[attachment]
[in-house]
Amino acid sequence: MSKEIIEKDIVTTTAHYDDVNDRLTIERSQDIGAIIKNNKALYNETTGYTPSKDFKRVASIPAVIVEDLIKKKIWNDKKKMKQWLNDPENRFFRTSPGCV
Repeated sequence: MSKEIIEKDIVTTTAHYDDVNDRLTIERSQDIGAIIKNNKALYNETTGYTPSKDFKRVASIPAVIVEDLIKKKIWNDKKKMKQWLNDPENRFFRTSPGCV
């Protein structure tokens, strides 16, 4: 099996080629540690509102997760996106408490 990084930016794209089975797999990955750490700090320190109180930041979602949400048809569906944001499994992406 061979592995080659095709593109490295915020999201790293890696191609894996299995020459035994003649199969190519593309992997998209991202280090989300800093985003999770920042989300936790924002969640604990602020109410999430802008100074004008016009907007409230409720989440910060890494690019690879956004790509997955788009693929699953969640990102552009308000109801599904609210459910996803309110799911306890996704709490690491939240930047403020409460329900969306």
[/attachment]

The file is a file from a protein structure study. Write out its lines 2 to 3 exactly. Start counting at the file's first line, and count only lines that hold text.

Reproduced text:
Amino acid sequence: MSKEIIEKDIVTTTAHYDDVNDRLTIERSQDIGAIIKNNKALYNETTGYTPSKDFKRVASIPAVIVEDLIKKKIWNDKKKMKQWLNDPENRFFRTSPGCV
Repeated sequence: MSKEIIEKDIVTTTAHYDDVNDRLTIERSQDIGAIIKNNKALYNETTGYTPSKDFKRVASIPAVIVEDLIKKKIWNDKKKMKQWLNDPENRFFRTSPGCV